How well do you remember the first time meeting his kids? It can be a fun, scary and anxiety-provoking event.
Meeting your possible future stepchildren is so important. His children are his constant, his loves, the most important people in his life. If they don’t like you I’m going to bet $10 you’re in for a few giant speed bumps along the road which might catapult you into a brick wall and end your relationship.
The first meeting can be nerve-wracking, to say the least
Matthew and I were well aware of the importance of ‘the first meeting’. So what did we do? Just about everything professionals recommend NOT to do. I met the kids in a relatively neutral environment (score) and then stayed at their house for 3 weeks (uhhhmmmm….).
But, as with any stepfamily, our situations are all unique. What might work for one will not work for another.
Meeting the kids for a two-hour meet and greet session wasn’t in our cards. Frankly, it’s beyond unrealistic when one person (me) lives in the Netherlands and the boyfriend with two children (Matthew) lives in Canada.
That’s how I found myself on a plane to Canada, a country that hadn’t made my bucket list of '1000 places to see before I die' I have to shamefully admit.
Right now you might be thinking? Or screaming at the screen, what were you thinking?! I don’t blame you. But this is just how our stars aligned and what worked best for us.
Keep on reading if you’re wondering what I did to prepare myself for that first meeting and why it’s okay to not listen to the professionals every once in awhile.
A million questions
Before ever meeting the kids I drowned Matthew in millions of questions. What do they love to do? What does life look like with the kids? How has it been for you? By having open and honest conversations about their day-to-day life with dad I was able to semi-prepare myself for what was coming.
Dad’s turn to talk with his kids
Speak openly about the new girlfriend and allow the kids to ask as many questions as they want. Change is scary. Allow the kids to express themselves. Are they excited? Angry? Scared or sad? You might learn that going on a weekend trip is not ideal for the kids, maybe they need to start with a short visit and work from there.
Location, location, location
The location will most likely be determined by their ages and interest. For us, it was on neutral grounds. Maybe not so much with toddlers. However, perhaps a must with teenagers? It really comes down to the comfort level of yourself and everyone else involved. Personally, I would pretty much insist it’s a neutral setting if meeting teenagers.
Our first meeting worked out just right.
It wasn’t at dad's home. Instead, we opted to meet the kids during the town's annual family fair and half an hour before the parade started. His kids were already pumped and ready to fill their bags with candy from the parade when they met me. It was perfect. They had their friends and the whole situation wasn’t solely focused on meeting daddy’s new girlfriend. It was a brief hello and hug (initiated by them, I should add) before they ran back to be with their friends and get as much candy as possible.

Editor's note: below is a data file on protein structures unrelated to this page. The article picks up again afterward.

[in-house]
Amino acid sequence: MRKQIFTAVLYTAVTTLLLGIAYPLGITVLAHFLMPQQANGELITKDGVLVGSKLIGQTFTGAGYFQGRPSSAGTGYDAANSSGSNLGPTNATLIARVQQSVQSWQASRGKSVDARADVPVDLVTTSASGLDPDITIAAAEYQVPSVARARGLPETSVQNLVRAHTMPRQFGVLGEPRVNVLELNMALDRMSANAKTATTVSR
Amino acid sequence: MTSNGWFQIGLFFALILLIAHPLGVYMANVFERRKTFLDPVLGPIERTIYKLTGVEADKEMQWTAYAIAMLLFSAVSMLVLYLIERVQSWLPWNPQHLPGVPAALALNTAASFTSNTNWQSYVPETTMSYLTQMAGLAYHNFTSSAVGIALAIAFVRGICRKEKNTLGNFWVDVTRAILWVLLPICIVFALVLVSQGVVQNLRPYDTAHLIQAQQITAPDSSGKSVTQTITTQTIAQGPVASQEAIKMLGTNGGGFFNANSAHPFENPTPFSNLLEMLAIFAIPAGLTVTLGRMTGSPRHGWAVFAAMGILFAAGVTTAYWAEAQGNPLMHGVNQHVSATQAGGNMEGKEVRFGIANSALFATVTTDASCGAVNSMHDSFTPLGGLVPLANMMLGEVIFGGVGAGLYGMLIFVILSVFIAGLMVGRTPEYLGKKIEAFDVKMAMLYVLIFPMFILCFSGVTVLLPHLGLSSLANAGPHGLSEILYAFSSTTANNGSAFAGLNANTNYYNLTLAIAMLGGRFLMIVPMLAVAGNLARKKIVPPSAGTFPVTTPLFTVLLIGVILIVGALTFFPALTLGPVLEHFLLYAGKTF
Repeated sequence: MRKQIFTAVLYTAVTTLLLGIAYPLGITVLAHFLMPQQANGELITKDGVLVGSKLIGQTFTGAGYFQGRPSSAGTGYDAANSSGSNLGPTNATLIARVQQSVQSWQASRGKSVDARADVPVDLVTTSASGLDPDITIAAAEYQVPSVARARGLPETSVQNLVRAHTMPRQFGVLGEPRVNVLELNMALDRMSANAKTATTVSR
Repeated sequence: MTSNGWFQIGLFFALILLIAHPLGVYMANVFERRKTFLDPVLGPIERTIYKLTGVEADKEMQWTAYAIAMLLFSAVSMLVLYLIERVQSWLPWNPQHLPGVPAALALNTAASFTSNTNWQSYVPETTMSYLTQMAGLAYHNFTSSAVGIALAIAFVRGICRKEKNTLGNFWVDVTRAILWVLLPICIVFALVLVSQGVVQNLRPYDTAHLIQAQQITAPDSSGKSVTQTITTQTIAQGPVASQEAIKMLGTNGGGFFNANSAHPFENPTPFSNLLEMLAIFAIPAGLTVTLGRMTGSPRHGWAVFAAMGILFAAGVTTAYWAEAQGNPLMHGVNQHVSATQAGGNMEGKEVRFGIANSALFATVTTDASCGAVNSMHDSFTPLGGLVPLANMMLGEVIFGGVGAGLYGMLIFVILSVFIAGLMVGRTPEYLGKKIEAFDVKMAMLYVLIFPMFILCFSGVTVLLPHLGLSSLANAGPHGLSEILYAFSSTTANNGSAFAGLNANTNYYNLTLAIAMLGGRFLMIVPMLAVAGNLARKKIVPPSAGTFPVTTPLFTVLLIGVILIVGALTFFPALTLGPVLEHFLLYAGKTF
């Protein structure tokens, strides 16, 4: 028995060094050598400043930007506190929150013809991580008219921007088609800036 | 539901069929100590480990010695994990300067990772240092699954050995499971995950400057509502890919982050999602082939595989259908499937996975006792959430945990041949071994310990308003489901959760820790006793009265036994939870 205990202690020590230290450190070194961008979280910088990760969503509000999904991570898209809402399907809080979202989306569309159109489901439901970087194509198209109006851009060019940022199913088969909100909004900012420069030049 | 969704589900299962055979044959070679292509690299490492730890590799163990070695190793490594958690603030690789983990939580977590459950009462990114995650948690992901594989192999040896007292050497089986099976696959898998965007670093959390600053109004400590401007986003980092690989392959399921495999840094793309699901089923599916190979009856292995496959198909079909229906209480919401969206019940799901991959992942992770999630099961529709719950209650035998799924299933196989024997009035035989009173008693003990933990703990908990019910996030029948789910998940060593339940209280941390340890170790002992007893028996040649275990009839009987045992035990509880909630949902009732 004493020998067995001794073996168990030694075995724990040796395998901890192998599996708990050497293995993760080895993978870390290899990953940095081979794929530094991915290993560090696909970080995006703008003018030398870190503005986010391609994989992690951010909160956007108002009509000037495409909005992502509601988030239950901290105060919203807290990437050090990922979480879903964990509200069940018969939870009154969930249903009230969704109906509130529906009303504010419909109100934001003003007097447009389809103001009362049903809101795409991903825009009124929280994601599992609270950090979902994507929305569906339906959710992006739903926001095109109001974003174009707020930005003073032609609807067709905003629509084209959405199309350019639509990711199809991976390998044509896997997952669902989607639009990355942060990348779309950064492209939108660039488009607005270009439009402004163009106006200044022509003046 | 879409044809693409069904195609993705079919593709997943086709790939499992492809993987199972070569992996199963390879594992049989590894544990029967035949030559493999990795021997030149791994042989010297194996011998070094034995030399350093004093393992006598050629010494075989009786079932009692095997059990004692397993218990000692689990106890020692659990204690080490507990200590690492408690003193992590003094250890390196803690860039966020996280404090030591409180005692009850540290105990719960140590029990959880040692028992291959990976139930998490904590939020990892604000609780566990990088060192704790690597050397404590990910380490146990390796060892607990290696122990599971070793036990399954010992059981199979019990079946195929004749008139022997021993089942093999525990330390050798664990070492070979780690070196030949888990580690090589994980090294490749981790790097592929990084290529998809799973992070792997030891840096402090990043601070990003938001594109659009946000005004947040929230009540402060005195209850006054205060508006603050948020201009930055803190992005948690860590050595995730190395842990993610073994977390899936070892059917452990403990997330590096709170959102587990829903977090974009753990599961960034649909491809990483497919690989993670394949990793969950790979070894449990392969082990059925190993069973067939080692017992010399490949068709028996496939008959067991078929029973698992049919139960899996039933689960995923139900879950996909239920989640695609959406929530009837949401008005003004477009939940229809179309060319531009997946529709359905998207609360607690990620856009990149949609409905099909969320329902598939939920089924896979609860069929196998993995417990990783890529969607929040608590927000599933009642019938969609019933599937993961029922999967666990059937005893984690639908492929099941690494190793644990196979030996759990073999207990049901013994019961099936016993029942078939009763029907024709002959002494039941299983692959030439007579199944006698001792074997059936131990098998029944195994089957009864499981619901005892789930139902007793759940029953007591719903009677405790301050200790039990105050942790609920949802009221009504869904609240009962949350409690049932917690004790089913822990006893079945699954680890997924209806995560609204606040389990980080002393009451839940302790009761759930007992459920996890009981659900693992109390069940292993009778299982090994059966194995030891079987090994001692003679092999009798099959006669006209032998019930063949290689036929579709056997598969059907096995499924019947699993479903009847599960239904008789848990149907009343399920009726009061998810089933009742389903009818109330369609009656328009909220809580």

The rest of the day was filled with fair rides, soooo much food, friends and family. The focus was not so heavily on my presence, which was great considering I would be around for the following 3 weeks.
Carving out time with dad has always been very important to us. For that reason alone Matthew and I decided I would travel to Canada a week after he did. This would give him and the kids some time to get back into their normal swing of being back at dad’s before I arrived.
If you do end up meeting the kids on a weekend trip away, don’t hesitate to carve out some alone time for dad and the kids. I promise you’ll love having some time to yourself as well.
Connect with the kids
Hallelujah for the trampoline! Yep, you’ll get a great workout in when bouncing around two kids. Also, it’s a great way to break the ice and have a good laugh. And it’s a perrrrfect excuse for an adult to jump on a trampoline almost every single day.
Show interest in what they love to do, be kind and open. However, don’t force it. Allow the kids to take the lead.
Is this the way you should meet your stepchildren? No, not necessarily. Do what’s best for you and those involved! If our situation was different, such as us both living in the same country, I know a brief and short meet up would have been the way to go.
What was your first meeting with your stepchildren like? What did you do? How did it go? Is there anything you would’ve done differently?